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Great Branding Is Invisible

The thumpf of a BMW's door closing, the muted click of calculator buttons, a human on the phone. It hooks you in.

"The devil is in the detail" is a cliché that happens to be true, but let’s turn it around: The magic is in the detail. What constitutes quality in a product, besides the raw materials you choose? The attention paid to detail.

Look at a knock-off Gucci handbag and consider its original counterpart: The difference, besides the "leather" chosen, is in the stitching, the inside lining, the zippers, and so on. In short, quality resides in the hidden details that aren't obvious to most—until you touch the product and look at it up close. It's craftsmanship that gives luxury fashion brands longevity and which lets them weather trends.

Brands are no different from the products and services that they represent. Frantically searching for the one "Unique Positioning Statement (UPS)" or logo design that is going to simultaneously sum up precisely what your company stands for and differentiate it from the rest of the pack is in some ways a meaningless battle. Taglines may be catchy, but they don't, in the end, make people buy products. What determines whether a woman buys Chanel No. 5 or Issey Miyake's L'Eau d'Issey Florale? Not taglines but how either smells on her skin.

What makes you so special?

What makes your brand unique and better than the competition is the compounded totality of many little things. That means you can’t just consider the attention given to producing an outstanding service or product—you also have to think about how the sales force and support team treats its customers and how the receptionist answers the phone.

The Jawbone UP24 fitness tracking device is a good example. After diligently tracking my sleep, workout regime, and diet, I became properly addicted to the wristband and to its accompanying iOS app. When the band suddenly stopped working, after three months, I flew into a minor panic. All my data (and exercise momentum) would be lost, I worried. But Jawbone turned out to have an excellent support system. They troubleshot the problem with me seamlessly, on email and over the phone. They used human beings, not robots. I followed the progress of my issue via a concise thread on their support ticketing system. After they quickly exhausted all possible solutions and saw that the device was still malfunctioning, they shipped me a replacement band immediately. I became loyal to the brand thanks to the humane and efficient treatment I received. The extra attention taken by Jawbone to make sure that their staff was professional and courteous—while making sure that I never got lost in a maze of telephone drones or automated emails—made a huge difference.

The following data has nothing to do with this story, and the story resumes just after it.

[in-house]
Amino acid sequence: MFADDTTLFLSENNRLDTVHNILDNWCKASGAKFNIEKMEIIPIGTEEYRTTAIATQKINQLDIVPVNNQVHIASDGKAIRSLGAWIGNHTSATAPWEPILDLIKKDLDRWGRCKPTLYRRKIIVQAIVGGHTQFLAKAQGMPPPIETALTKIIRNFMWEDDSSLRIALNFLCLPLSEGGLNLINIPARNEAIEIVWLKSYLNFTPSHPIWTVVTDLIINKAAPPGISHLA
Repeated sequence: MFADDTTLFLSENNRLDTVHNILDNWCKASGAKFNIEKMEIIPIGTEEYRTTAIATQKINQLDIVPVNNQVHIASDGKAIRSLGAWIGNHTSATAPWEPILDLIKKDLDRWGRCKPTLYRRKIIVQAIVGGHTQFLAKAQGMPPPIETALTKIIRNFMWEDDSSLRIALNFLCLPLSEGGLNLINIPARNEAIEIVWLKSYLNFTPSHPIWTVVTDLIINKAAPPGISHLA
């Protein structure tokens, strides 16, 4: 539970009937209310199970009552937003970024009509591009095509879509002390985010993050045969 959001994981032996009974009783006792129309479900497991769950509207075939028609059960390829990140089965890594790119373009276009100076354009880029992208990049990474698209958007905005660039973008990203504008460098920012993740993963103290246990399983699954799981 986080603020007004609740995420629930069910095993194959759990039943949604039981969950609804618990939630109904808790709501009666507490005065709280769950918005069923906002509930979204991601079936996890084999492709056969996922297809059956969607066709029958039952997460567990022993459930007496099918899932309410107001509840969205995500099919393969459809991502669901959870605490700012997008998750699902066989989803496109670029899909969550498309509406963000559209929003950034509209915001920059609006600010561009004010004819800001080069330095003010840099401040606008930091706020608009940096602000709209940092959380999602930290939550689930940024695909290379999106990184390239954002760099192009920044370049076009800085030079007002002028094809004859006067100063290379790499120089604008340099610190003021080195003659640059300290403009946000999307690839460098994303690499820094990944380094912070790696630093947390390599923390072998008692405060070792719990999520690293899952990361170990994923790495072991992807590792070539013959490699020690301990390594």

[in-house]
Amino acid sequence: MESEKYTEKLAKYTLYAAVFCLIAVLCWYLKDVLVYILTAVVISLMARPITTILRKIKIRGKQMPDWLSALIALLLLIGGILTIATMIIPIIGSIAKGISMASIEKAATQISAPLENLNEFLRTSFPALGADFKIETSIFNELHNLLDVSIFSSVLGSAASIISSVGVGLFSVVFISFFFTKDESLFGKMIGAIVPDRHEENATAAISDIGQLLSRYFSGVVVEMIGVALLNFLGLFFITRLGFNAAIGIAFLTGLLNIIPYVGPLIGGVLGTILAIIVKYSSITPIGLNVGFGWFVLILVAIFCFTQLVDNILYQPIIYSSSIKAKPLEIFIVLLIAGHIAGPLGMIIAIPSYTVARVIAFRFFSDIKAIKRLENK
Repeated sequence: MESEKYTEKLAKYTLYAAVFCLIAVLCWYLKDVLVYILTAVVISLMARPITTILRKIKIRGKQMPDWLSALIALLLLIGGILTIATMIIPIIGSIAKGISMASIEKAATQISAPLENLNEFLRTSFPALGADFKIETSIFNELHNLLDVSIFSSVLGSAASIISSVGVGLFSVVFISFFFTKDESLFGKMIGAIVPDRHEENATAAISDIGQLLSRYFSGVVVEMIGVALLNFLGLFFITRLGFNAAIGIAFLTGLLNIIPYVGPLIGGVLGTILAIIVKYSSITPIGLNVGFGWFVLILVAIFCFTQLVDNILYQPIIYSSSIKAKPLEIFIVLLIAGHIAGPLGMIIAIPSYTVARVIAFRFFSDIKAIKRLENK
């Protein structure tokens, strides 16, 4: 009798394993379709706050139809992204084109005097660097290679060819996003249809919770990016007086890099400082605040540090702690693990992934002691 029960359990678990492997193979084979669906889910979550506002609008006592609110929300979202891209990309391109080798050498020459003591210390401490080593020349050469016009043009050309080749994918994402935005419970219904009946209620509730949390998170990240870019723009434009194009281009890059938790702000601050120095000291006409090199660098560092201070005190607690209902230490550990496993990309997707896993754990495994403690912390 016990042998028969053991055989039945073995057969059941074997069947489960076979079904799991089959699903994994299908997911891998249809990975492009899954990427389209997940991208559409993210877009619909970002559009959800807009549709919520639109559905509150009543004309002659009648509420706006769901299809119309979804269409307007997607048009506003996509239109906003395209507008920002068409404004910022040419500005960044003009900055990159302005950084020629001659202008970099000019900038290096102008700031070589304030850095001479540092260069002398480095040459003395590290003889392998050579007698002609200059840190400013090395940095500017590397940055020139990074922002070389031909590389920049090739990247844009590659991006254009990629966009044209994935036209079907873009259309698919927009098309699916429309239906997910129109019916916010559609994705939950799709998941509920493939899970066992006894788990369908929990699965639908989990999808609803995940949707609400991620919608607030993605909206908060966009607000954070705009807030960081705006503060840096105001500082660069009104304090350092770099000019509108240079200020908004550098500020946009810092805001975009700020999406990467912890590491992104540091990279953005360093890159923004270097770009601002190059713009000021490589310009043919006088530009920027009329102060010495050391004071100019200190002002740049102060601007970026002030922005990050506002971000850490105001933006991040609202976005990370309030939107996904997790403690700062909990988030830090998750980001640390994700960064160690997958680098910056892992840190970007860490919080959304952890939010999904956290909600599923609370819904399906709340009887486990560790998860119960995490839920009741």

Keep the details invisible.

It’s the combination of myriad details that shapes brand image in the minds of customers. These details may be transmitted subconsciously. Not everyone recognizes that hand stitching makes a serious difference. Expertly executed details, imperceptible to most, should create a sense of magic and wonder. Think of an upmarket German car, such as an Audi, BMW or Mercedes. When you are at the BMW showroom and you step into, say, a 5 Series model, the satisfyingly clean thumpf sound that the door makes as you shut it signifies quality. There’s no rattling, no sound of sheet metal being slammed, just that confidence-inspiring, compact sound. It’s the sound of outside noise and discomfort being sealed off while you enter a safe, comfortable place. Behind the steering wheel are carefully wrought details, too: the smell, the way the seat feels, the feel of your hands on the steering wheel, the way the dashboard buttons have a certain resistance, and so on.

For those who remember, think about the perfect resistance and muted click of the Hewlett-Packard scientific calculator buttons, compared to their competitors Casio and Texas Instruments. The latter two companies clearly hadn’t spent a lot of energy thinking about what it would feel like to press down the keys. And it made a difference.

Advertising and branding should be thought of in the same way. Yes, the big idea is important, but success hinges on its execution, consistency, and attention to each and every word. Do define the brand with succinct messaging, but also trust that consumers will recognize the collective positive attributes of the brand rather than just its tagline. Make sure your communications are well crafted and recognizable. All touch points need to be carefully considered, down to every HTML email campaign.

Apple and Crate & Barrel stand out as excellent examples of how to design the perfect email. Google’s emails, on the other hand, lack consistency and seem rather haphazardly generated. Emails from Apple and Crate & Barrel are advantageously laid out, with beautiful imagery that's logically arranged and information that's easy to digest (if not concise). They're not afraid to make us scroll; they don't cram content above the fold.

All these details, you may think, aren't invisible at all. What's really invisible is the brand's aptitude to carefully organize every detail, whether we see it or not. It all adds up, and that's a lot.